(March 2, 2019) — While the youngest member of the US House, Alexandria Ocasio-Cortez, was getting tons of criticism for her comments even before she took office, the youngest member of the US Senate stayed largely under the radar, at least until last week. Senator Josh Hawley — yes, the senator from our own state of Missouri who had been elected just two years earlier as Missouri Attorney General Josh Hawley — was best-known before his campaigns for office as the lawyer who successfully defended the Hobby Lobby lawsuit in which the US Supreme Court carved out a very narrow legal precedent recognizing that closely-held corporations whose stock is not traded publicly but held by a small group of owners, most of which are small family corporations but a few of which have grown to the size of Hobby Lobby, can exercise the religious values of their owners as an extension of the freedom of religion their owners have as individuals. With that background, it should surprise nobody that Hawley is raising concerns about Neomi Rao, who President Donald J. Trump has nominated to succeed Brett Kavanaugh on the US Circuit Court of Appeals for the District of Columbia.
(March 1, 2019) — Univision anchor Jorge Ramos and his spats with President Donald J. Trump are well-known. In fact, the animosity between Ramos and Donald J. Trump is probably a big part of why Venezuelan leader Nicolás Maduro agreed to sit down with Ramos for an interview. From articles by Elizabeth Vaughn and Brad Slager in RedState, it looks like Ramos learned an important lesson about what real dictatorship looks like -- and it's not Trump. Quoting Ramos in an interview with Sean Hannity of Fox News: "The experiment in Venezuela has failed completely and you know something, I really appreciate the freedom and the liberties that we have here in the United States. You know that I have my differences with President Trump, but this is the difference. You can criticize the president of the United States and I can go home and nothing happens to me. But, if I criticize the dictator of Venezuela, they confiscate my cameras, they take my interviews, they detain me and then they expel me from the country. Those are two big, big differences."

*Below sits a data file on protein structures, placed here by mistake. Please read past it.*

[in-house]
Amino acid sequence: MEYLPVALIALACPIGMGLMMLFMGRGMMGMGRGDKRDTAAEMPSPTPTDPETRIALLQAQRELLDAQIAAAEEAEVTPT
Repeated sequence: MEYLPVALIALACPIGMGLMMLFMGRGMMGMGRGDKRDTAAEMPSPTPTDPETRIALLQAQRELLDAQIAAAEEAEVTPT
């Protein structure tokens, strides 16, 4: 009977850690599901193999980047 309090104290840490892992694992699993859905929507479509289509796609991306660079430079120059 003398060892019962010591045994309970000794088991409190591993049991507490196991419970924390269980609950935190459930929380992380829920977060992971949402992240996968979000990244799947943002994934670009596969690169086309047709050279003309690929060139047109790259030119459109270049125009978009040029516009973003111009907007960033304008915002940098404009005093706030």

(March 1, 2019) — I'm well aware that many of those who point out incidents of racist organizations in the military have an agenda that's not supportive of the Armed Forces. Incidents such as the recently-caught Coast Guard lieutenant planning attacks while using his work computer are, fortunately, very rare. However, even if it's true that the number of servicemembers belonging to racist organizations is larger than reported because most servicemembers who are members of racist organizations hide their affiliations -- and that probably is true -- it is also true that even a small number of such people can create major problems. A racist boss can create problems for minority employees, but they're free to leave. A racist NCO creates far more problems for minority servicemembers who don't have a choice about their duty station or the unit to which they are assigned.